What is the Affordable Housing Strategy and Action Plan project?

    It is a project being undertaken by the City of Wheat Ridge in order to assess housing affordability challenges in the community; identify potential tools and resources that could help address challenges if they exist; and outline action steps that match the right tools and resources to the challenges.

    Why is the City taking it on now?

    The State of Colorado views housing affordability as one of the biggest issues facing the state, as declared in House Bill 21-1271. With this, the state government created a new grant program for local governments to address the issue. The city of Wheat Ridge lacks City policies addressing housing affordability, so the city applied for and was awarded a $150,000 grant to complete an Affordable Housing Strategy and Action Plan. 

    What does “affordable” mean when it comes to housing?

    By federal government definitions, housing is considered “affordable” when it costs less than 30% of a household’s gross income, and those spending more than 30% on housing are considered “cost-burdened”. Because the metric is a percentage, and not just an absolute number, affordability is relative. 

    • For example, a household with an annual income of $40,000 spending $1,000 per month or more on housing is considered cost-burdened.  
    • A household with an annual income of $80,000 spending $2,000 per month or more on housing is considered cost-burdened.  
    • A household with an annual income of $200,000 spending $5,000 per month or more on housing is considered cost-burdened. 

    Does Wheat Ridge have an affordability problem?

    Simply put, yes, according to federal definitions of affordability. According to the latest available data from 2020, about one-third of Wheat Ridge households paid at least 30% of their annual income toward housing, including over half of the city’s renter households.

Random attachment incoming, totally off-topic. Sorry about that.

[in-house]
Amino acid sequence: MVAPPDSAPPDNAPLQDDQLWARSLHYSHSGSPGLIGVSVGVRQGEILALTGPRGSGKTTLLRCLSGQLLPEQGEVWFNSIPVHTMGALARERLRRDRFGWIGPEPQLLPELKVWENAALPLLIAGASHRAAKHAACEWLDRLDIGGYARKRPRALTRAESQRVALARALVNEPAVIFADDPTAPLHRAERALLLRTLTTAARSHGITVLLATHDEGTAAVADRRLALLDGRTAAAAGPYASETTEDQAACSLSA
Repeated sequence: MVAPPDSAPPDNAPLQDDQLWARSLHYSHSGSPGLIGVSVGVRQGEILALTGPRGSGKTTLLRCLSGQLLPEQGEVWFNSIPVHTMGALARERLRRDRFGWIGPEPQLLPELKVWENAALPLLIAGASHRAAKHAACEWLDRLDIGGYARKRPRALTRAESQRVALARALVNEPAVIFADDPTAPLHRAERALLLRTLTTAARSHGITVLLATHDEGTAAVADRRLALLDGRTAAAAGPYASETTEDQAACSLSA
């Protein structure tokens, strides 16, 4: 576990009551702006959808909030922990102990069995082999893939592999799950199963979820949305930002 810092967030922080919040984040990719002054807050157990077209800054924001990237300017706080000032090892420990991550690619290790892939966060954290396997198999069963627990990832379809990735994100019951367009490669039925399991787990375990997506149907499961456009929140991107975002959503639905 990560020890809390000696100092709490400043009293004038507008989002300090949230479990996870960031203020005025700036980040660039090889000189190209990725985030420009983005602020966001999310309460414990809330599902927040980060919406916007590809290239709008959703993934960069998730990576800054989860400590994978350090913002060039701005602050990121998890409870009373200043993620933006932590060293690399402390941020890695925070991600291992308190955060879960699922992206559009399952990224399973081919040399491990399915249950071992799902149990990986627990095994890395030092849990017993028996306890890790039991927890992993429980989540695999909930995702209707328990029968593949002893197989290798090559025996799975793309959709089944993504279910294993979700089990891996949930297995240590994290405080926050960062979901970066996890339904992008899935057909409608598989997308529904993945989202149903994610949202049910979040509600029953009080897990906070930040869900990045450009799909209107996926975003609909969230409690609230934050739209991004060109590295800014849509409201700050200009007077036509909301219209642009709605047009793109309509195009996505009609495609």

Can the City of Wheat Ridge do anything about housing affordability in the community?

    Local governments do have tools at their disposal to address housing affordability. It is important, however, to set realistic expectations. Local governments do not control housing demand, the incomes of households, nor the prices at which private individuals or entities offer rental or for-sale housing. Affordable housing interventions by local governments can solve affordability problems for a finite number of households in the community, but the vast majority of households will always be subject to market conditions. The Affordable Housing Strategy and Action Plan will explore a range of tools, many of which are set forth in State of Colorado House Bill 21-1271. Such tools include but are not limited to development fee waivers for affordable housing, zoning rules that allow different housing types at appropriate locations, or new city programs and partnerships to help retain existing affordable housing units. 

    What will the outcome of the Affordable Housing Strategy and Action Plan be?

    The result of the project will be a written report, a recommended policy framework that will support future city decisions on this issue, and a recommended set of action steps that support the policy framework that the city can take. The written report will include data and analysis about affordability in Wheat Ridge, as well as analysis of which types of tools might be the most feasible and appropriate. The policy framework will offer goals and objectives developed in consultation with city council. The action steps will speak to specific next steps the city will need to take in order to work toward meeting its policy goals.

    What will NOT be accomplished in this project?

    The project will not, in and of itself, enact any specific housing affordability tools. For example, it will not allocate any financial resources, make any zoning changes, or establish any local incentives.